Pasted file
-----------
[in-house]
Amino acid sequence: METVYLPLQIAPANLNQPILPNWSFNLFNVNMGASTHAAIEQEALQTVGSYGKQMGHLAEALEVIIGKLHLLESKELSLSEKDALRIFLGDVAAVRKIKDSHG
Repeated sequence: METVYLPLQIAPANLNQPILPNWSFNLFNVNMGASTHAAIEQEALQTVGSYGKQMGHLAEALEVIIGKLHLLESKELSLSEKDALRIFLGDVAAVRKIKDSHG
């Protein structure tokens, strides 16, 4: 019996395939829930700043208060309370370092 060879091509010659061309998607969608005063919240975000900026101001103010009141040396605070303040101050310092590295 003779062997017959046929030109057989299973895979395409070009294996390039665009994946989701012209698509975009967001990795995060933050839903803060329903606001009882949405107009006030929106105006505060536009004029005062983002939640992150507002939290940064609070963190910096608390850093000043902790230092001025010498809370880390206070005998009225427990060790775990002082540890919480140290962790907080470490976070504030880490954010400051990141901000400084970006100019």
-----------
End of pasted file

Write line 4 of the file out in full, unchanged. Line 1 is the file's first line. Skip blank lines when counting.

């Protein structure tokens, strides 16, 4: 019996395939829930700043208060309370370092 060879091509010659061309998607969608005063919240975000900026101001103010009141040396605070303040101050310092590295 003779062997017959046929030109057989299973895979395409070009294996390039665009994946989701012209698509975009967001990795995060933050839903803060329903606001009882949405107009006030929106105006505060536009004029005062983002939640992150507002939290940064609070963190910096608390850093000043902790230092001025010498809370880390206070005998009225427990060790775990002082540890919480140290962790907080470490976070504030880490954010400051990141901000400084970006100019």